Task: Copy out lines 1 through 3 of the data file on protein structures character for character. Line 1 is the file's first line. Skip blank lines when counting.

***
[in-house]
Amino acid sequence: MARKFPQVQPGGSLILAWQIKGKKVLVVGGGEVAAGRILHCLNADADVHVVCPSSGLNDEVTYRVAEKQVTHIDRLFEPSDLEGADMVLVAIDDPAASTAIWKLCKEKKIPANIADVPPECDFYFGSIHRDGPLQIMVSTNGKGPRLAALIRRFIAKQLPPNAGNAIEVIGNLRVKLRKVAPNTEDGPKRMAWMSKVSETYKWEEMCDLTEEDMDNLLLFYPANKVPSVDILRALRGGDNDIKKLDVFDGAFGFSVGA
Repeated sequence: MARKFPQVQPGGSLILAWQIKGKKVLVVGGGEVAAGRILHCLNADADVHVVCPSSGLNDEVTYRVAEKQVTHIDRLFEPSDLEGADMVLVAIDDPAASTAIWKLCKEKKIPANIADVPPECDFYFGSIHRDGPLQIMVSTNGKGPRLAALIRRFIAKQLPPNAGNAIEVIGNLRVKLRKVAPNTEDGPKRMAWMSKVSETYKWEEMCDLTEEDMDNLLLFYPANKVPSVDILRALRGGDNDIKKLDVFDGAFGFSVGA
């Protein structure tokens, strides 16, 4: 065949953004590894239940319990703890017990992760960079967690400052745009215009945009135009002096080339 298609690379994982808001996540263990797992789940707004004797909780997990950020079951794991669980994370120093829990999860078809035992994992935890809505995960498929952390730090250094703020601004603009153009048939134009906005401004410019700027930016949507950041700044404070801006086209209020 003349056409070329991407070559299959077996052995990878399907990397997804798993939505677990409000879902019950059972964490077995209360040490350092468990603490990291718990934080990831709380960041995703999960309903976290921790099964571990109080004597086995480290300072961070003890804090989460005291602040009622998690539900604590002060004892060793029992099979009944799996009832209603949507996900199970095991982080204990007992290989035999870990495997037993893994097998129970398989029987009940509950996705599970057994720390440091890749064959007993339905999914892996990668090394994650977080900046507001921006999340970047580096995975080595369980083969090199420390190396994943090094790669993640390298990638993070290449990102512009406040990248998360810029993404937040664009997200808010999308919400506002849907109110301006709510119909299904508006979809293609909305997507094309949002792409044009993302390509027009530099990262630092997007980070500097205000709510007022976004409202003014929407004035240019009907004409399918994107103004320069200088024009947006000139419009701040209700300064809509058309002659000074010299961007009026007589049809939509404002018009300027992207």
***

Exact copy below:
[in-house]
Amino acid sequence: MARKFPQVQPGGSLILAWQIKGKKVLVVGGGEVAAGRILHCLNADADVHVVCPSSGLNDEVTYRVAEKQVTHIDRLFEPSDLEGADMVLVAIDDPAASTAIWKLCKEKKIPANIADVPPECDFYFGSIHRDGPLQIMVSTNGKGPRLAALIRRFIAKQLPPNAGNAIEVIGNLRVKLRKVAPNTEDGPKRMAWMSKVSETYKWEEMCDLTEEDMDNLLLFYPANKVPSVDILRALRGGDNDIKKLDVFDGAFGFSVGA
Repeated sequence: MARKFPQVQPGGSLILAWQIKGKKVLVVGGGEVAAGRILHCLNADADVHVVCPSSGLNDEVTYRVAEKQVTHIDRLFEPSDLEGADMVLVAIDDPAASTAIWKLCKEKKIPANIADVPPECDFYFGSIHRDGPLQIMVSTNGKGPRLAALIRRFIAKQLPPNAGNAIEVIGNLRVKLRKVAPNTEDGPKRMAWMSKVSETYKWEEMCDLTEEDMDNLLLFYPANKVPSVDILRALRGGDNDIKKLDVFDGAFGFSVGA